Research News

Long before #MeToo, female artists were calling out sexual violence

Photo courtesy Vivian Green Fryd

Social media has brought sexual assault into the public eye, but bearing witness to sexual violence in popular culture didn’t begin with the invention of tweets and posts, according to Vanderbilt art history professor Vivien Green Fryd.

“What’s happening today with the MeToo Movement is a continuation of the feminist movement of the 1970s,” Fryd said. “It was a time when female artists consciously began using their works to challenge social conceptions and the legal definitions of rape and incest in order to shift the dominant narrative of violence against women.”

Cover of "Against Our Will: Sexual Trauma in American Art Since 1970" by Vivien Green Fryd. In her new book, Against Our Will: Sexual Trauma in American Art Since 1970 (February 2019, Penn State University Press), Fryd chronicles the evolution of this decades-long intervention through the lens of art history. She highlights feminist artists Suzanne Lacy, Leslie Labowitz, Faith Ringgold, Judy Chicago and Kara Walker, whose works sought to end the silence surrounding sexual violence.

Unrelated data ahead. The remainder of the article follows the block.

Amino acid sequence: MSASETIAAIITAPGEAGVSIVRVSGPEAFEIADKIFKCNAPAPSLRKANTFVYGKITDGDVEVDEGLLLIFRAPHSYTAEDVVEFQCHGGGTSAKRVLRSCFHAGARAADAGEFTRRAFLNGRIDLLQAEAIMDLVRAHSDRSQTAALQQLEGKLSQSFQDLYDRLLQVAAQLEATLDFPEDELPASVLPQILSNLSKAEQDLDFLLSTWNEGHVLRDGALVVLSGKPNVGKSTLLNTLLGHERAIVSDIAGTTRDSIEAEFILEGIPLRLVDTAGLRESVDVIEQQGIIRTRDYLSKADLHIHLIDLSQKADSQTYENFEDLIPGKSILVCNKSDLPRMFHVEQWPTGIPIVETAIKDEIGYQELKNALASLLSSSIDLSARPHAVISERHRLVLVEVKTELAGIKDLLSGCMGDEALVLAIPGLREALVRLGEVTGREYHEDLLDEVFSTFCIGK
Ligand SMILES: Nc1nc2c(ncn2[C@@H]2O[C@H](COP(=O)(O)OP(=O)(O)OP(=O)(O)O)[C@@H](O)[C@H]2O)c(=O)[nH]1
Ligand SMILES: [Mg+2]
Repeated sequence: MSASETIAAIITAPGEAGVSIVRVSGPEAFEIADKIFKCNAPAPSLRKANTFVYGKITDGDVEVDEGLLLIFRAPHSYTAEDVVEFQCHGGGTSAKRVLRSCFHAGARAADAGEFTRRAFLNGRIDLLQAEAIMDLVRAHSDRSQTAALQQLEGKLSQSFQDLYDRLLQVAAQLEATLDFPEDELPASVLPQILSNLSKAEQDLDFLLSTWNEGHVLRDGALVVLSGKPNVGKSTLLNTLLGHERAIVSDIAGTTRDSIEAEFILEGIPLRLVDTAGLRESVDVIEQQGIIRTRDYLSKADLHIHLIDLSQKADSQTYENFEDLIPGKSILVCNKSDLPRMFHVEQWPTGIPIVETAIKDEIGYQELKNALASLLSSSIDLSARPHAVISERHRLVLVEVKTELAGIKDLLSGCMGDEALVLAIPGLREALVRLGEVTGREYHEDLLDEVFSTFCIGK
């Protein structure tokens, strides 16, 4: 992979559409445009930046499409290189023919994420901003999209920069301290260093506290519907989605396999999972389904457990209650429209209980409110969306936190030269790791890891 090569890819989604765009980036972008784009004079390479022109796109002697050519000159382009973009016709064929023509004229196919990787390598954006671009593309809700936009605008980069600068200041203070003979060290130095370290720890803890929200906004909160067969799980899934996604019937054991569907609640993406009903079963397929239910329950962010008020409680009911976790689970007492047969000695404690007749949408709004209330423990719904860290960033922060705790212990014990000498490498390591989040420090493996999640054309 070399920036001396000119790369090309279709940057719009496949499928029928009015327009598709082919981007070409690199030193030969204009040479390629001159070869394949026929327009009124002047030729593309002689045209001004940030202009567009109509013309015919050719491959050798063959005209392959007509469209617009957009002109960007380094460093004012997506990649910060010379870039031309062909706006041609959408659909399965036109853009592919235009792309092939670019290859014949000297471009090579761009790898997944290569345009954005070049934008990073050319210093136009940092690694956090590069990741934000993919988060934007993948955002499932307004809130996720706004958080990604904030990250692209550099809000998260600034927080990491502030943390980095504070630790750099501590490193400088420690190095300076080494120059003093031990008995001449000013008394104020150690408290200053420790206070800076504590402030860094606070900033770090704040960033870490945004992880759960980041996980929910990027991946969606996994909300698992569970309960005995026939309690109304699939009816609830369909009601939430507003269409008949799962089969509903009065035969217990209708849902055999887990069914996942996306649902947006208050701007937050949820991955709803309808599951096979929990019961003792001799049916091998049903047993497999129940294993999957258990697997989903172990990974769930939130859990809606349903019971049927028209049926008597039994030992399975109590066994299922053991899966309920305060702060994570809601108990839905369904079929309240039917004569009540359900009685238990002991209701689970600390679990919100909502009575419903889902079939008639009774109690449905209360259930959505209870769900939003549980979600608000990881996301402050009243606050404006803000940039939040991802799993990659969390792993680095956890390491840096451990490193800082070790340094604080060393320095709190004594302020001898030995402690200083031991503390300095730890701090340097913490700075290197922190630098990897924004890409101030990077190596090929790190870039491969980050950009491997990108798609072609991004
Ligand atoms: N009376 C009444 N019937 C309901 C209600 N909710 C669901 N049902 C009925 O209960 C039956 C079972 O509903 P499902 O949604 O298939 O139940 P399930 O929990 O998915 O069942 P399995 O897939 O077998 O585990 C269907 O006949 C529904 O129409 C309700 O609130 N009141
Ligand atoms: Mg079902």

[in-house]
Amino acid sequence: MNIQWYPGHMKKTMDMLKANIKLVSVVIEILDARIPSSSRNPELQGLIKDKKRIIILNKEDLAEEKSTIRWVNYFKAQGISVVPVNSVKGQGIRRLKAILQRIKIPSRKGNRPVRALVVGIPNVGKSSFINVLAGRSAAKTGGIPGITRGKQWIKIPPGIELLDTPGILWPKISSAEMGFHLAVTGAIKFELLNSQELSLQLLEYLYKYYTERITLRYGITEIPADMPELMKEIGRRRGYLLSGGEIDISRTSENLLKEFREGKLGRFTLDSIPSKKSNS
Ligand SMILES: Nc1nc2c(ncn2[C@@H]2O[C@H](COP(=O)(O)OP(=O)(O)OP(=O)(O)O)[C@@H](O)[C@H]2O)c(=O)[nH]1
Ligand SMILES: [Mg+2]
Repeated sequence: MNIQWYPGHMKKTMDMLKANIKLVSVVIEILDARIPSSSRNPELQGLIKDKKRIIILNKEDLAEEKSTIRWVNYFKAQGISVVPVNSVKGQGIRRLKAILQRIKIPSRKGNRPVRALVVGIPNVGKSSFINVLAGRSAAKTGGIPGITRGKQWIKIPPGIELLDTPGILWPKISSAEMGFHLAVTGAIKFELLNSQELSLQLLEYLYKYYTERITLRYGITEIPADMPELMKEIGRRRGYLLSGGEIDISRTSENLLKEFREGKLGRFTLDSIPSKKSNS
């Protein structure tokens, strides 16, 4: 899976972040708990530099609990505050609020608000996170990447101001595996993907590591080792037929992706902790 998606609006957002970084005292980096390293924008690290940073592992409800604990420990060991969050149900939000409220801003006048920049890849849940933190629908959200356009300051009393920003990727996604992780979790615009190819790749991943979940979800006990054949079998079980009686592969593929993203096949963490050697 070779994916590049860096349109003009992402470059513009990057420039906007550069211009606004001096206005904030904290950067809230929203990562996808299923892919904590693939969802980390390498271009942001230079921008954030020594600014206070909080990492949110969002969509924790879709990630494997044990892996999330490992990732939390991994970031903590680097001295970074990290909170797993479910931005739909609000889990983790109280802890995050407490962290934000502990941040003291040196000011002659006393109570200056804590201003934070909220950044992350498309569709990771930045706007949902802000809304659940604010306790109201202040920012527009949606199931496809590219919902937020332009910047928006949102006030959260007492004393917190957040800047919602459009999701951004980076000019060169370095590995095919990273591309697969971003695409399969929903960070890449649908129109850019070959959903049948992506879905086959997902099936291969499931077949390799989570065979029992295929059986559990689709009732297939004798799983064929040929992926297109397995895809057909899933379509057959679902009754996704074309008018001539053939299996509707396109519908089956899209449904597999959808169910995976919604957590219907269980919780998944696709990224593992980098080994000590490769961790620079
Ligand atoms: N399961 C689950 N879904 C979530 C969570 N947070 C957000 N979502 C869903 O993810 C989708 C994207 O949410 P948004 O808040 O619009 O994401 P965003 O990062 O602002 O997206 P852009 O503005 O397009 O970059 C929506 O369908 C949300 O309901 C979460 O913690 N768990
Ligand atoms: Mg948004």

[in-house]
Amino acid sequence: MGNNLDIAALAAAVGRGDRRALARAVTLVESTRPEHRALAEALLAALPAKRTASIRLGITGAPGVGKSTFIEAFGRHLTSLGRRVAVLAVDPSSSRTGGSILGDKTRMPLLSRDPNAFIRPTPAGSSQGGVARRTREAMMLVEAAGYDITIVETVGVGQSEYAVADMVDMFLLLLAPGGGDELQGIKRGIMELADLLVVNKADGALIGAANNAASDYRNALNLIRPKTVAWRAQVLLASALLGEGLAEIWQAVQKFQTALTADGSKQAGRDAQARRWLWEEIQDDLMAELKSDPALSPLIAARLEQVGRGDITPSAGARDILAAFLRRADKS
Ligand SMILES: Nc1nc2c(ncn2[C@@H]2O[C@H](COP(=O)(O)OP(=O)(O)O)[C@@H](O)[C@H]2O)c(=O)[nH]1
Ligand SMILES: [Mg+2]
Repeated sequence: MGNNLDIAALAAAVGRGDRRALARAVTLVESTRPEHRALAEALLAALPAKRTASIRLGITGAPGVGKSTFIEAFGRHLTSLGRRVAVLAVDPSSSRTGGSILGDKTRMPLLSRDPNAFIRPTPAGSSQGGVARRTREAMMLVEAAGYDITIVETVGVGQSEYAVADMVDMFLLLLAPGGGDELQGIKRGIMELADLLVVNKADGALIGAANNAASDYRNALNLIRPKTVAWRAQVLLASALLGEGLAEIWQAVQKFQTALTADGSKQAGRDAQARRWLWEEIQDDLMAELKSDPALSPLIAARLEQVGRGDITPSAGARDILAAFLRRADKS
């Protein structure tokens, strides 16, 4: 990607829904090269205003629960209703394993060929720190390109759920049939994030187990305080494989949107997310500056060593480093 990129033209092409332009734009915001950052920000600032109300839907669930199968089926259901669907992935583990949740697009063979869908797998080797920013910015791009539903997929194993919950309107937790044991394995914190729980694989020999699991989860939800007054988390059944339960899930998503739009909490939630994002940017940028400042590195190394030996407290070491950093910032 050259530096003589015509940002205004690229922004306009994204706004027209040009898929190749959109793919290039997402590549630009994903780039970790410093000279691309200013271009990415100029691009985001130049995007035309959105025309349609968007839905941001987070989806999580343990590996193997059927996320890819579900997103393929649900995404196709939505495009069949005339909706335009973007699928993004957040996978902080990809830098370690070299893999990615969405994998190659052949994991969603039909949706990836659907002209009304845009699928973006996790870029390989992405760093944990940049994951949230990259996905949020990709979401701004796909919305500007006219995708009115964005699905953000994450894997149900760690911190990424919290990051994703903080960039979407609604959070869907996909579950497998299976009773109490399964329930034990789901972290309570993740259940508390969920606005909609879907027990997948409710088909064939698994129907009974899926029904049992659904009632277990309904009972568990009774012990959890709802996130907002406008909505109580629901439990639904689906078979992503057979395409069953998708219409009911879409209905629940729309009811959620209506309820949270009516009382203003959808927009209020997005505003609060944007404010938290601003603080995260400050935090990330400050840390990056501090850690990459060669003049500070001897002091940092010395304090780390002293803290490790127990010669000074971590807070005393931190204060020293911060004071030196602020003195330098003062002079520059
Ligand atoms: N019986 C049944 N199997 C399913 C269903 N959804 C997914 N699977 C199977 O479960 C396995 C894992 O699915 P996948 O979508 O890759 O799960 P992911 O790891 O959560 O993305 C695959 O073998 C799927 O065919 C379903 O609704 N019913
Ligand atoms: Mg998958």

“It was a time when women began to use their art to express their own experiences with sexual violence, as well as challenge the male dominated art world,” Fryd said. Artists and art historians also began to more openly confront the works of masters like Rubens and Titian whose works glorified rape in the context of biblical, mythological and historical themes.

“We began to question why we only discussed such works in terms of composition, line and color. We began to ask, ‘What does it mean that we are looking at a rape scene but it’s glorified and the men are seen as heroic?’ It has taken a very long time for this topic to be explored,” she said.

In the book, Fryd explores themes that continue to plague society today—including rape and incest against white and black female and male bodies.

Fryd is the author of two other books: Art and Empire: The Politics of Ethnicity in the United States Capitol, 1815-1860, and Art and the Crisis of Marriage: Edward Hopper and Georgia O’Keeffe.